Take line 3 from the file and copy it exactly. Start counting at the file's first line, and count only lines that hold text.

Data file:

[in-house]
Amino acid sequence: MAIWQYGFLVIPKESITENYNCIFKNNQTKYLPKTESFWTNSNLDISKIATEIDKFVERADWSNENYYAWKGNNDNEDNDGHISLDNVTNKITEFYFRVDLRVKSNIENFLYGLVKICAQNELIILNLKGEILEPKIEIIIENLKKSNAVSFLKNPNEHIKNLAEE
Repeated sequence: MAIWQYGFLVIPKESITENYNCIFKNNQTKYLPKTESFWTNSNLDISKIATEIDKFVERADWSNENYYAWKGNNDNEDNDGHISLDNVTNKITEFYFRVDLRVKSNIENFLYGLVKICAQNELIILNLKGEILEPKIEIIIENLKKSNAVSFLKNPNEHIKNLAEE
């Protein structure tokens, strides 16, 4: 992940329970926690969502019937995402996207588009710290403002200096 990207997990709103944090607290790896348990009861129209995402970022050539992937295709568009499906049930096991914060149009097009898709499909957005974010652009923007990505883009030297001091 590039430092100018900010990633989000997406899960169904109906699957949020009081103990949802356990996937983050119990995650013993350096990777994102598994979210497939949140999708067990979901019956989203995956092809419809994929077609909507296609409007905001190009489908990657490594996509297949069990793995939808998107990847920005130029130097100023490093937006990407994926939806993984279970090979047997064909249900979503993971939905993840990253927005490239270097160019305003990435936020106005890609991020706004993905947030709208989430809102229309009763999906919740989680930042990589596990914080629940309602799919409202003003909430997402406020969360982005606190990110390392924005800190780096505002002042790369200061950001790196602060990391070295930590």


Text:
Repeated sequence: MAIWQYGFLVIPKESITENYNCIFKNNQTKYLPKTESFWTNSNLDISKIATEIDKFVERADWSNENYYAWKGNNDNEDNDGHISLDNVTNKITEFYFRVDLRVKSNIENFLYGLVKICAQNELIILNLKGEILEPKIEIIIENLKKSNAVSFLKNPNEHIKNLAEE